• This builder publishes changes to a Git repository, which can be useful for pushing build artifacts or updating version information.
  16. Pipeline Script:
    • If you’re using Jenkins Pipelines, you can define your entire build process within a Pipeline script.
  17. Conditional Build Step:
    • This builder allows you to add conditional logic to your build steps, executing certain steps based on specified conditions.
  18. Jenkinsfile:
    • When using Jenkins Declarative or Scripted Pipelines, you can define the entire build process within a Jenkinsfile as a builder.

Question# 5 – Whom you want to deliver Feedback of Job

here are a few different options for feedback and status in Jenkins jobs. Here are a few of the most common ones:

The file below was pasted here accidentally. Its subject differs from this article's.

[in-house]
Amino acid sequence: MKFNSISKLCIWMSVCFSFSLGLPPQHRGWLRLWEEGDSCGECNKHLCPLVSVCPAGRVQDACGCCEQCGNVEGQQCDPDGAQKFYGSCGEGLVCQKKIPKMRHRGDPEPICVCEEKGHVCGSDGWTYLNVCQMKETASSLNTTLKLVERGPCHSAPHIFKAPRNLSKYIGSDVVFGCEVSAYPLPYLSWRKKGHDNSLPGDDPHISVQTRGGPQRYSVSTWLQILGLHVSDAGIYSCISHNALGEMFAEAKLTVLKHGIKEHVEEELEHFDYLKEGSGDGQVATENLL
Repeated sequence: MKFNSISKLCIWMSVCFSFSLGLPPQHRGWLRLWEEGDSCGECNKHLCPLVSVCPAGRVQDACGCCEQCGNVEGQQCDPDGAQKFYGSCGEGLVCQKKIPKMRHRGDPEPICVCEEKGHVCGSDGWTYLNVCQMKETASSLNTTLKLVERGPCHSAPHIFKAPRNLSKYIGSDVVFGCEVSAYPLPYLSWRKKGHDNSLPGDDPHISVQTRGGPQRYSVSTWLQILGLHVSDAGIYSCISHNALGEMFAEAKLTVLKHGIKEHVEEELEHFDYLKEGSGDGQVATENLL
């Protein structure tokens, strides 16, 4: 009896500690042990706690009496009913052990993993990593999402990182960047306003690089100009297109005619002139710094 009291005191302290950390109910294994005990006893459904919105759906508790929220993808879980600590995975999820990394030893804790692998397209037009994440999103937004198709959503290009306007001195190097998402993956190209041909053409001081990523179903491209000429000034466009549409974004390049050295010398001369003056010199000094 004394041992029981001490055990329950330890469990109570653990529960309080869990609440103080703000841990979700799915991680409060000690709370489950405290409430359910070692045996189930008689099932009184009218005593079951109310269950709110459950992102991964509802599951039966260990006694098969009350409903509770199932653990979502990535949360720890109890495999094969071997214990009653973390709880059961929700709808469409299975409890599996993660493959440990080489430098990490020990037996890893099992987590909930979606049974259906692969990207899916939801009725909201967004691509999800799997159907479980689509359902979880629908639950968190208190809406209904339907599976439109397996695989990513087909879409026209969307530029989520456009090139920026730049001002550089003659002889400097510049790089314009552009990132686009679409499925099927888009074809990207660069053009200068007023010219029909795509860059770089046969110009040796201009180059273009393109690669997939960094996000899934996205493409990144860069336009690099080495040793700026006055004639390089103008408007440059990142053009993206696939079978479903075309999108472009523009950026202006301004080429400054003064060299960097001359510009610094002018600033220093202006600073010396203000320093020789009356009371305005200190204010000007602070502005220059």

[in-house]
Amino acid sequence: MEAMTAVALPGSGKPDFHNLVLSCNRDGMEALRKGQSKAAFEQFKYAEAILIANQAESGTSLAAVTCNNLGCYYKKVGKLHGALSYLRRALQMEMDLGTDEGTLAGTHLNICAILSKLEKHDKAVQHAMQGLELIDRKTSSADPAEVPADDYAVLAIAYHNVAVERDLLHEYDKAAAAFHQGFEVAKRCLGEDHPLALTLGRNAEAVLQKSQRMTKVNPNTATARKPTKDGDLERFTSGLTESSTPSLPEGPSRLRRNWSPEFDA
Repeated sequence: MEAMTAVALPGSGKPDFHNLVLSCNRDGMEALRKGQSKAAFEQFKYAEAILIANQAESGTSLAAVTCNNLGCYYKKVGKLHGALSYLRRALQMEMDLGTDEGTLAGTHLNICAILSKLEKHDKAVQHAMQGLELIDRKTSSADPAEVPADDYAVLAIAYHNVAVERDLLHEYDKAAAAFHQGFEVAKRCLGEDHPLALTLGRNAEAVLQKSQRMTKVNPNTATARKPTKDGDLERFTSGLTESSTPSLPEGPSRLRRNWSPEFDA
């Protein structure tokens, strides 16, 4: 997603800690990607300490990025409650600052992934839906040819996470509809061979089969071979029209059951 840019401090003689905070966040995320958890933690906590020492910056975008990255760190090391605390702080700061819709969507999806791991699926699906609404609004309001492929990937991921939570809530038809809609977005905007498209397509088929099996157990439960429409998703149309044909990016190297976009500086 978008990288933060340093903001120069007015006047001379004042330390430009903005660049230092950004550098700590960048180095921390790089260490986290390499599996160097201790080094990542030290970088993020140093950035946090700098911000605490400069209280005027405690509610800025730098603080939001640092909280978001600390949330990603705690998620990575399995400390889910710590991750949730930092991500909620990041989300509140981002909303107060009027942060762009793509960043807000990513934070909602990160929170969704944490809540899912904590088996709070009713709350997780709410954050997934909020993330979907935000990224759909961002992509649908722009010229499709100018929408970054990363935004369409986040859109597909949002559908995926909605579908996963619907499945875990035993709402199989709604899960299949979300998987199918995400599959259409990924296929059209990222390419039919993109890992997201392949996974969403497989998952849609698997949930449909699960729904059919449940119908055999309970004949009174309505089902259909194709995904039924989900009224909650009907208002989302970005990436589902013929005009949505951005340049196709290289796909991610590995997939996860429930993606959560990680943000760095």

• Build status: This is the most basic type of feedback. It indicates whether the build was successful or not.
  • Build logs: This provides more detailed information about the build, such as the commands that were executed and the output of those commands.
  • Test results: This provides information about the results of unit tests and other types of tests that were run as part of the build.
  • Static analysis results: This provides information about the results of static analysis tools, such as linters and code scanners.
  • Deployment status: This indicates whether the build was successfully deployed to production.
  • Chat notifications: This allows you to receive notifications about the build status in a chat application, such as Slack or Discord.
  • Email notifications: This allows you to receive notifications about the build status in an email.
  • Dashboard widgets: This allows you to display build status and other information on a dashboard.
Rajesh Kumar